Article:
FUNDING OPPORTUNITY ANNOUNCEMENT (FOA) and see the direction things are headed with training and exercise activities (HSEEP). The NIC develops and regularly reviews the courses that are considered part of the NIMS core curriculum according to professionally-recognized instructional standards that include adherence to established adult learning models. The NIC collaborates with course managers to define instructor qualifications and the number of required instructors per course. However, this does not prevent any stakeholder from prescribing stricter instructor qualifications. To assist in course instruction, FEMA publishes subject matter guidelines and instruction requirements for specific courses.
    Course instructors have a responsibility to deliver course materials and activities according to the minimum standards identified in the NIMS curriculum instructor guides and/or course summaries. The 'BIG-HITTERS' these days are 1) Objective One: Approved Emergency Plans, 2) Objective Two: Completion of Threat and Hazard Identification and Risk Assessment (THIRA), 3)Objective Three: Develop and Maintain Multi-Year TEPs 4) Objective Four: Target Training and Verify Capability of Personnel. Are we on the same page for the 'PLANNING' topic inspite of our history in the last 15 years ?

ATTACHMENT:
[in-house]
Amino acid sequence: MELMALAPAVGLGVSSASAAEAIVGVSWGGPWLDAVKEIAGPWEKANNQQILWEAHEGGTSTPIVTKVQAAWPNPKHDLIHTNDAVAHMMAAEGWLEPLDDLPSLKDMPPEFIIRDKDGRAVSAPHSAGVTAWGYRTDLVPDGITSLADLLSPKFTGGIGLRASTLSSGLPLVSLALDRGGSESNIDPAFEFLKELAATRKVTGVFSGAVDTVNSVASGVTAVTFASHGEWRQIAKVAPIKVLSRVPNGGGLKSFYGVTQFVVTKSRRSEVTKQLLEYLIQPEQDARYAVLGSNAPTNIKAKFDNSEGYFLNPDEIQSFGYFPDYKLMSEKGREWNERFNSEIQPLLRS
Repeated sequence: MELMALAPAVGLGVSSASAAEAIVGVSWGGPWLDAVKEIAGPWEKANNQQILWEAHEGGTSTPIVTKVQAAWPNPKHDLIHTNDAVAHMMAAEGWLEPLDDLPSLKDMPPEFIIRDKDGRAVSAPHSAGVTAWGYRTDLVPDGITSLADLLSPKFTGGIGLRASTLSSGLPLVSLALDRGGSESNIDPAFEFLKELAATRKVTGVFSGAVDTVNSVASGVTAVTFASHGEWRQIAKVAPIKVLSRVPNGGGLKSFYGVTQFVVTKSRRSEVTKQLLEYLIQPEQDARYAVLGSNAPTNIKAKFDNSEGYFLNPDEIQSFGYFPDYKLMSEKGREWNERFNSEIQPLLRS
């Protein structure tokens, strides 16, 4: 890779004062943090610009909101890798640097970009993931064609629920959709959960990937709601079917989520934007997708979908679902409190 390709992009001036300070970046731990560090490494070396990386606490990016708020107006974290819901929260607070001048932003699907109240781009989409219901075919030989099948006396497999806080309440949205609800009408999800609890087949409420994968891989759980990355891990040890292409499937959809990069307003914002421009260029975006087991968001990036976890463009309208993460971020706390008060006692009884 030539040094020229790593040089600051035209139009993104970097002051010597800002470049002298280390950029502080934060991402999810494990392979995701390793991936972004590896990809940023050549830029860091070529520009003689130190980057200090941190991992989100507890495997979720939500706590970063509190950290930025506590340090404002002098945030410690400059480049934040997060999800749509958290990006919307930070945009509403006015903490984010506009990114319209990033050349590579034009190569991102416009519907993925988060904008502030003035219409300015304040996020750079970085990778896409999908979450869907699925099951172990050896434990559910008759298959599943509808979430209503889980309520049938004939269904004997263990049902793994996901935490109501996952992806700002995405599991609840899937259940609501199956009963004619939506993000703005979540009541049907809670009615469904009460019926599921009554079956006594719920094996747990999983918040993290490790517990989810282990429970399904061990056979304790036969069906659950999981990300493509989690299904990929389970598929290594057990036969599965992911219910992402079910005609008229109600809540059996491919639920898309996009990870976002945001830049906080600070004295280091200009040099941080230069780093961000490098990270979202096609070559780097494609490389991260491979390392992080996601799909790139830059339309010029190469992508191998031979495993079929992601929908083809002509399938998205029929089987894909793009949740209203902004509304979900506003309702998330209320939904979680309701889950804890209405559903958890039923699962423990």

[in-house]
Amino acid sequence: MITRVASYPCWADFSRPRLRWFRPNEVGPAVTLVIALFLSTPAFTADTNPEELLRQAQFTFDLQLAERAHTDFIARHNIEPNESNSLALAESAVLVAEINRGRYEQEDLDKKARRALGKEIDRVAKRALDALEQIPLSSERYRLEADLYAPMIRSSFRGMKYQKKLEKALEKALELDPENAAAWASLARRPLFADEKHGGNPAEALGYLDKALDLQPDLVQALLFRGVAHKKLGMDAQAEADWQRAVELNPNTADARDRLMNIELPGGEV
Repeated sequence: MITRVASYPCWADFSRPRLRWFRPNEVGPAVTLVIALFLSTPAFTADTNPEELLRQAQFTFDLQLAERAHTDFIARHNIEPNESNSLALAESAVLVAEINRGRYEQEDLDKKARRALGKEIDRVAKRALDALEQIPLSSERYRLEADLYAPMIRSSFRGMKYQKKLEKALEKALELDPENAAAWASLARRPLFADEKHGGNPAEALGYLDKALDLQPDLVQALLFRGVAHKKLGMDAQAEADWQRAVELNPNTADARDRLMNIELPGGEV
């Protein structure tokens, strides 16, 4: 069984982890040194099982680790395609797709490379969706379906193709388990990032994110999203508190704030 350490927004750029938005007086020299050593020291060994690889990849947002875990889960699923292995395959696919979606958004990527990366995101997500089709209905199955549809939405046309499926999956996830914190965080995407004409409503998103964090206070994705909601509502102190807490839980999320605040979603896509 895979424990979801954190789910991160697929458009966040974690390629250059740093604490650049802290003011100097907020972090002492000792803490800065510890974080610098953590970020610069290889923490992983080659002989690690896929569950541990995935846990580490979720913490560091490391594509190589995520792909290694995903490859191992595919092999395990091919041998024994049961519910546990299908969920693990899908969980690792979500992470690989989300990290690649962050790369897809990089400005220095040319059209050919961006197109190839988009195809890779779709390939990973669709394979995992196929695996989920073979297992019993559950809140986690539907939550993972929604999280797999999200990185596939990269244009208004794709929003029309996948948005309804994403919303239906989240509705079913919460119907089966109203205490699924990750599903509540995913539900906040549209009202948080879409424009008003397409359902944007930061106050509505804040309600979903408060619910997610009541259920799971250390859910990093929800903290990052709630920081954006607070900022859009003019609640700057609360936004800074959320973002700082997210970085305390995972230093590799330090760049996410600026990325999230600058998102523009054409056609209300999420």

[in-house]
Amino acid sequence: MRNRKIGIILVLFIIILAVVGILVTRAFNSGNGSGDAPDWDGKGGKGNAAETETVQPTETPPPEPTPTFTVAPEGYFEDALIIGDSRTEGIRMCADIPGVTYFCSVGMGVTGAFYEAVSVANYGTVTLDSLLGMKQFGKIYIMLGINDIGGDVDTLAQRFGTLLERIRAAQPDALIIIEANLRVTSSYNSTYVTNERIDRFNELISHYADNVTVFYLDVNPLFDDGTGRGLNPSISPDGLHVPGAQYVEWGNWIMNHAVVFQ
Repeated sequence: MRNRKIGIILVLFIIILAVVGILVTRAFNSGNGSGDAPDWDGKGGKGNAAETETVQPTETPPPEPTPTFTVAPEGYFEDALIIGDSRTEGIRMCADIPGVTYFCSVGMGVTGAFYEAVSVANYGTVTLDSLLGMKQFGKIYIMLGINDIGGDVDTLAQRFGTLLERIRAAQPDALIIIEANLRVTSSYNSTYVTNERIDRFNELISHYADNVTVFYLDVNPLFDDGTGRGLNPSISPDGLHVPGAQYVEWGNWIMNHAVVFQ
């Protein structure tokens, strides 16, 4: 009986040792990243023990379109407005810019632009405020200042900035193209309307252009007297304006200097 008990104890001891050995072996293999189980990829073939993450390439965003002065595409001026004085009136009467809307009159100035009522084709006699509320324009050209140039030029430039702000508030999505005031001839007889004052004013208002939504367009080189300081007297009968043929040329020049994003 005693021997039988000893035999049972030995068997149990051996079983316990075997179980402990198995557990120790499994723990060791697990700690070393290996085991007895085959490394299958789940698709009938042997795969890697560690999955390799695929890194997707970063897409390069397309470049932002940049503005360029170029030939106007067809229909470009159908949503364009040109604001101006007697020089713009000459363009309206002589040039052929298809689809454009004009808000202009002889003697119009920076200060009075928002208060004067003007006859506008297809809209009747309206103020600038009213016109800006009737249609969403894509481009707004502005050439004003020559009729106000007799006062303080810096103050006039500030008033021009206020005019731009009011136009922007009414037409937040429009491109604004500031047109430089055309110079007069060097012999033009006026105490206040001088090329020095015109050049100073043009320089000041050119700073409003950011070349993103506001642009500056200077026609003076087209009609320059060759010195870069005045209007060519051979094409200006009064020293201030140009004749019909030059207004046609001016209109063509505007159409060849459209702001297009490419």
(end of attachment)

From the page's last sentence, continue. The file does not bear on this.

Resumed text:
in Mar 2013
  3. Just something that came to mind, the idea that that the school district creates its own CERT, out of staff, parents and students so as to have a structure under the professional responders.
    in Mar 2013